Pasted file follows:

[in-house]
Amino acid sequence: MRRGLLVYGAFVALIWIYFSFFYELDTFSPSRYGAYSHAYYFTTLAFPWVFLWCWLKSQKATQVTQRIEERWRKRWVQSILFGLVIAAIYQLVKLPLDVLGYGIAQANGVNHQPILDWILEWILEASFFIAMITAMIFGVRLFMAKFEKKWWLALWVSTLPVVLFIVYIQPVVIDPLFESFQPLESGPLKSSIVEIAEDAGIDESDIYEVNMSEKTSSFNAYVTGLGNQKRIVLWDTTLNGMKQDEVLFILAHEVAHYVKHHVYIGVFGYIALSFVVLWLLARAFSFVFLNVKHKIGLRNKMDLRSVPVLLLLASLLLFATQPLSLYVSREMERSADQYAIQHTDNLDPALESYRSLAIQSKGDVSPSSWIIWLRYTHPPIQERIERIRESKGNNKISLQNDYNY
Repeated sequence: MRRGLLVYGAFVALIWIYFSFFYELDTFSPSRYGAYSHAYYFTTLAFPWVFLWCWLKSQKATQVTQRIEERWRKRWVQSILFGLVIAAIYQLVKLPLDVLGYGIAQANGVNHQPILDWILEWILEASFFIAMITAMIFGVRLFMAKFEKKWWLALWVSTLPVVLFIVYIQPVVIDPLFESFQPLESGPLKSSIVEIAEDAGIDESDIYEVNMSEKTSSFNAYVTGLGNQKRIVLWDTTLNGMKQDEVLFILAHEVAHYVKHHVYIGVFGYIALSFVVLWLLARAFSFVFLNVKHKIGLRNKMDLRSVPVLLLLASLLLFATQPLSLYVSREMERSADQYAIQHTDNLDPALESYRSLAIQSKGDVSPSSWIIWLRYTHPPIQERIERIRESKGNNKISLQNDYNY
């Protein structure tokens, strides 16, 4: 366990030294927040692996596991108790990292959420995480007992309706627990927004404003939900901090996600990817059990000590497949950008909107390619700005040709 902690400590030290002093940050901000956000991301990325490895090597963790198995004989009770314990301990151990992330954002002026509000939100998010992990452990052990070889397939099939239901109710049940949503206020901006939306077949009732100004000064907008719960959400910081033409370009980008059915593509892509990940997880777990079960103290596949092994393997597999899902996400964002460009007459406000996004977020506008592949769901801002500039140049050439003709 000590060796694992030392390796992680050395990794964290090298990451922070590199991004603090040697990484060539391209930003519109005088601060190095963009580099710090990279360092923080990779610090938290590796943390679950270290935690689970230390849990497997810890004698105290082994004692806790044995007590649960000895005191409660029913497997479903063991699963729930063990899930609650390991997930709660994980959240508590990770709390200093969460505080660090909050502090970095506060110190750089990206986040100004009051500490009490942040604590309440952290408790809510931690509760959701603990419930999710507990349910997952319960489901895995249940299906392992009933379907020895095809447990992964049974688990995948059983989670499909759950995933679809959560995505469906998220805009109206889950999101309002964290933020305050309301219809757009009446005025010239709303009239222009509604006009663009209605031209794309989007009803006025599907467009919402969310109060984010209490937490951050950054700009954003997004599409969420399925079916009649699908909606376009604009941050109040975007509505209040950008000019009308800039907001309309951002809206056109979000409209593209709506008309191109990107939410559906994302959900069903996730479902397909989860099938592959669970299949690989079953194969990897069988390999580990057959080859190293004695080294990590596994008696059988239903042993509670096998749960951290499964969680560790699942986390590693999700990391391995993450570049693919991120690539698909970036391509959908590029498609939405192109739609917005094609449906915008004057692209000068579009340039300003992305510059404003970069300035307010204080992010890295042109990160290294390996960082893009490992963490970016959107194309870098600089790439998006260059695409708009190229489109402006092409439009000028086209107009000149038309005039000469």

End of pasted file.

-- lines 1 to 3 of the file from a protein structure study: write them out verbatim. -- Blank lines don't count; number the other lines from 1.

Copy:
[in-house]
Amino acid sequence: MRRGLLVYGAFVALIWIYFSFFYELDTFSPSRYGAYSHAYYFTTLAFPWVFLWCWLKSQKATQVTQRIEERWRKRWVQSILFGLVIAAIYQLVKLPLDVLGYGIAQANGVNHQPILDWILEWILEASFFIAMITAMIFGVRLFMAKFEKKWWLALWVSTLPVVLFIVYIQPVVIDPLFESFQPLESGPLKSSIVEIAEDAGIDESDIYEVNMSEKTSSFNAYVTGLGNQKRIVLWDTTLNGMKQDEVLFILAHEVAHYVKHHVYIGVFGYIALSFVVLWLLARAFSFVFLNVKHKIGLRNKMDLRSVPVLLLLASLLLFATQPLSLYVSREMERSADQYAIQHTDNLDPALESYRSLAIQSKGDVSPSSWIIWLRYTHPPIQERIERIRESKGNNKISLQNDYNY
Repeated sequence: MRRGLLVYGAFVALIWIYFSFFYELDTFSPSRYGAYSHAYYFTTLAFPWVFLWCWLKSQKATQVTQRIEERWRKRWVQSILFGLVIAAIYQLVKLPLDVLGYGIAQANGVNHQPILDWILEWILEASFFIAMITAMIFGVRLFMAKFEKKWWLALWVSTLPVVLFIVYIQPVVIDPLFESFQPLESGPLKSSIVEIAEDAGIDESDIYEVNMSEKTSSFNAYVTGLGNQKRIVLWDTTLNGMKQDEVLFILAHEVAHYVKHHVYIGVFGYIALSFVVLWLLARAFSFVFLNVKHKIGLRNKMDLRSVPVLLLLASLLLFATQPLSLYVSREMERSADQYAIQHTDNLDPALESYRSLAIQSKGDVSPSSWIIWLRYTHPPIQERIERIRESKGNNKISLQNDYNY